The Chinese government continues to imprison Catholic clergy who refuse to support the Communist Party, according to a September report out of the province of Jiangxi.
But other religious groups have fared far worse under the Chinese Communist Party’s policies of “sincization” and technological control, particularly the Uyghur Muslims in China’s Xinjiang province, who have suffered forced labor, indoctrination, sterilization, forced abortion, and torture in dentention camps.
While introducing more restrictive rules on religious practice, President Xi Jinping's repeatedly stated goal has been the “sinicization” of religions. The authorities have sought to diffuse “religious theories with Chinese character” into the five official religions supervised by the government, including the Chinese Catholic Patriotic Association. This has included instructing Chistian churches to remove images of the Ten Commandments and replace them with sayings of Chairman Mao and Xi.
In March 2018, the Chinese government instituted a major change in its religious regulation by placing the management of religions, including Catholicism, under the direct control of the Chinese Communist Party’s United Front Work Department (UFWD). The United Front has the task of ensuring that groups outside of the CCP, such as Xinjiang Muslims, Tibetan Buddhists, Hong Kong democracy activists, and the Catholic Patriotic Association, are following the party line.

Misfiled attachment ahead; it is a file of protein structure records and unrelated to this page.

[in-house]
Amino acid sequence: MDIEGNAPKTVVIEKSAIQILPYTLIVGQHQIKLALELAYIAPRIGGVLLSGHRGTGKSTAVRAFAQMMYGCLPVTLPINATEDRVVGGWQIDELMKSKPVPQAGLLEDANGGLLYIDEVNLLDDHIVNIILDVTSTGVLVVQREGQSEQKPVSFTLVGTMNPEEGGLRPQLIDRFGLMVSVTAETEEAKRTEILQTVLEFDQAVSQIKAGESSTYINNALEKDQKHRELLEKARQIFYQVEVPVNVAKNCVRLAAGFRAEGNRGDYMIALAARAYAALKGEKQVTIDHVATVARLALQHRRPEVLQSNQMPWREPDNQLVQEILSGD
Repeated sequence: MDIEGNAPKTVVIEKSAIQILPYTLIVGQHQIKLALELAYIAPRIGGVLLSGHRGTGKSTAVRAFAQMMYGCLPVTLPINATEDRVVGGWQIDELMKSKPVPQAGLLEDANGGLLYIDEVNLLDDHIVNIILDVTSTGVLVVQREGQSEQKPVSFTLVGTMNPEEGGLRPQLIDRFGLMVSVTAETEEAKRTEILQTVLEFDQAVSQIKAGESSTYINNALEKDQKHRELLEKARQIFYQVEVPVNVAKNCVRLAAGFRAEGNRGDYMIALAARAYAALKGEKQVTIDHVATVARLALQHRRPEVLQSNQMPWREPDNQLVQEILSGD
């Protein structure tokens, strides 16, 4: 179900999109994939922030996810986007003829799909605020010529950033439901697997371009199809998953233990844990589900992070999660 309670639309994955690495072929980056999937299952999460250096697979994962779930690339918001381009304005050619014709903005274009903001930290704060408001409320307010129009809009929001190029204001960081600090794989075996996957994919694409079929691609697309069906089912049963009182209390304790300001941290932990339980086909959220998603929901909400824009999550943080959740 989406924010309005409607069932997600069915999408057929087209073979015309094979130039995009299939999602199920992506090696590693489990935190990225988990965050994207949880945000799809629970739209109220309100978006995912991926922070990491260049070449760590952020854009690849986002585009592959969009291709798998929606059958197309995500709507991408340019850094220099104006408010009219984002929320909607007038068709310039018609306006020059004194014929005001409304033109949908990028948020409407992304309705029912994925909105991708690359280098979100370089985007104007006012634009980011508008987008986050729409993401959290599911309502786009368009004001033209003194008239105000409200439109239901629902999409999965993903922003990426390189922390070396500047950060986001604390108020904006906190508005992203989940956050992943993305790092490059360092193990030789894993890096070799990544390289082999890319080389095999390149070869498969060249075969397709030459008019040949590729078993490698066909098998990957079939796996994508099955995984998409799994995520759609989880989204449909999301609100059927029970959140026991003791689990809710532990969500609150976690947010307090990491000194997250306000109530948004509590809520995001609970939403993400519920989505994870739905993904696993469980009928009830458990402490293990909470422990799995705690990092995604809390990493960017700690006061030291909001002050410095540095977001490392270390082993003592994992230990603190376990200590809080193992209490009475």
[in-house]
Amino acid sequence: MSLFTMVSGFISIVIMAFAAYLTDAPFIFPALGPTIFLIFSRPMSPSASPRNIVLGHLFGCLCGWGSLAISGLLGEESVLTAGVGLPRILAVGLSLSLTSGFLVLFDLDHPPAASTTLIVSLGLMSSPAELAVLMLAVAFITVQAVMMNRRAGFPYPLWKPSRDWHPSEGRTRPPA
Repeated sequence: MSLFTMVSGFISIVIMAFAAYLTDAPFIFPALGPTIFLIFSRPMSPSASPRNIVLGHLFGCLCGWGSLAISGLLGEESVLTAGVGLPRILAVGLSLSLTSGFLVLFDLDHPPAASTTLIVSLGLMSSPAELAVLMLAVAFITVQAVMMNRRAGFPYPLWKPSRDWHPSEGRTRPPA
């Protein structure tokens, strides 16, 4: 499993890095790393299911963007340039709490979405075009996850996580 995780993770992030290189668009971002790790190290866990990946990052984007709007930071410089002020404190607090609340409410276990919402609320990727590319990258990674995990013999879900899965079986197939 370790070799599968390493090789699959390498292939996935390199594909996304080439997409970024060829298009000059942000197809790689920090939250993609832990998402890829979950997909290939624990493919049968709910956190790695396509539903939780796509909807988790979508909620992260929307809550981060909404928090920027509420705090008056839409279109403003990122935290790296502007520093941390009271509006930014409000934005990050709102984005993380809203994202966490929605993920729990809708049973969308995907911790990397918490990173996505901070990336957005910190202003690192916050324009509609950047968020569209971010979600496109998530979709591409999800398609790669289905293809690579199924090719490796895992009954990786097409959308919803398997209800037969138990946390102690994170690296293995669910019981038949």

Xi Jinping has called the United Front Work Department one of his “magic weapons,” used to co-opt and control.
Despite mounting international condemnation of China’s internment of more than a million Uyghurs in detention camps, neither Pope Francis nor the Holy See has commented publicly on the situation.
Cardinal Joseph Zen, the emeritus Bishop of Hong Kong, attributes this silence to the Vatican’s ongoing diplomatic talks with the Chinese government.
“It seems that in order to save the agreement, the Holy See is closing both eyes on all the injustices that the Communist Party inflicts on the Chinese people,” Zen wrote Oct. 7.
The Vatican-China agreement gave CCP officials a say in the ordination of bishops, but also allowed for the enforcement of “sinicization” in Church matters, Zen said.
Cardinal Parolin has previously compared “sinicization’” to the Church’s practice of “inculturation,” saying in 2019 that “these two terms … refer to each other without confusion and without opposition.”
In his most recent comments to journalists this week, Parolin said that the contents of the Sino-Vatican agreement will not be made public. But he added that what has been agreed to thus far “does not envisage the establishment of diplomatic relations.”
“On both sides, as long as the agreement is ad experimentum [provisional], it was decided to keep the contents confidential,” Parolin said,
“For the moment there is no talk of diplomatic relations, we are focused on the Church,” he said. The agreement does not concern diplomatic relations nor does it envisage the establishment of diplomatic relations. The agreement concerns the situation of the Church, a specific point which are the appointments of bishops and the difficulties that exist and that we hope to tackle through dialogue.”